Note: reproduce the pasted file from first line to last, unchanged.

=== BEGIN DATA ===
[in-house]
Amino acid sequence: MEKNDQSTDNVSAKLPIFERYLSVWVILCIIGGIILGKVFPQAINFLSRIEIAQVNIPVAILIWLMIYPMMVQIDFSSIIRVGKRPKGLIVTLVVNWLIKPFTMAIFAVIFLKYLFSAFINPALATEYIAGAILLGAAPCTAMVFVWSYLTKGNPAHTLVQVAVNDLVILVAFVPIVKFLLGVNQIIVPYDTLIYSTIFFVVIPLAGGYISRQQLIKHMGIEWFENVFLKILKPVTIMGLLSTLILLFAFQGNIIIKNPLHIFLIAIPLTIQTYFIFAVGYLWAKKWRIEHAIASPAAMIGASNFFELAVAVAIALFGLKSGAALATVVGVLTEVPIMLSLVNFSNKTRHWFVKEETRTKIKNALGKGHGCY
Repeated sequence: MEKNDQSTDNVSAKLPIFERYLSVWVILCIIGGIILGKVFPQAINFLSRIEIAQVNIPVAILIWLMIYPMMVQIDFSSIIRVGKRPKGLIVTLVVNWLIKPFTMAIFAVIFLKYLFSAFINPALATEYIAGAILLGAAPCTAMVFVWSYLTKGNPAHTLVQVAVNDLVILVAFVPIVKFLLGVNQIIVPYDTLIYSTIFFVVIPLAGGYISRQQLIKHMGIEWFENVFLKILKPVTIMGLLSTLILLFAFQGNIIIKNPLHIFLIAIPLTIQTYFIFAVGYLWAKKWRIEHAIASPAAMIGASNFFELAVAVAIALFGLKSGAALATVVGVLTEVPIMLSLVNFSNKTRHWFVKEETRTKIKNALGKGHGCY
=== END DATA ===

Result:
[in-house]
Amino acid sequence: MEKNDQSTDNVSAKLPIFERYLSVWVILCIIGGIILGKVFPQAINFLSRIEIAQVNIPVAILIWLMIYPMMVQIDFSSIIRVGKRPKGLIVTLVVNWLIKPFTMAIFAVIFLKYLFSAFINPALATEYIAGAILLGAAPCTAMVFVWSYLTKGNPAHTLVQVAVNDLVILVAFVPIVKFLLGVNQIIVPYDTLIYSTIFFVVIPLAGGYISRQQLIKHMGIEWFENVFLKILKPVTIMGLLSTLILLFAFQGNIIIKNPLHIFLIAIPLTIQTYFIFAVGYLWAKKWRIEHAIASPAAMIGASNFFELAVAVAIALFGLKSGAALATVVGVLTEVPIMLSLVNFSNKTRHWFVKEETRTKIKNALGKGHGCY
Repeated sequence: MEKNDQSTDNVSAKLPIFERYLSVWVILCIIGGIILGKVFPQAINFLSRIEIAQVNIPVAILIWLMIYPMMVQIDFSSIIRVGKRPKGLIVTLVVNWLIKPFTMAIFAVIFLKYLFSAFINPALATEYIAGAILLGAAPCTAMVFVWSYLTKGNPAHTLVQVAVNDLVILVAFVPIVKFLLGVNQIIVPYDTLIYSTIFFVVIPLAGGYISRQQLIKHMGIEWFENVFLKILKPVTIMGLLSTLILLFAFQGNIIIKNPLHIFLIAIPLTIQTYFIFAVGYLWAKKWRIEHAIASPAAMIGASNFFELAVAVAIALFGLKSGAALATVVGVLTEVPIMLSLVNFSNKTRHWFVKEETRTKIKNALGKGHGCY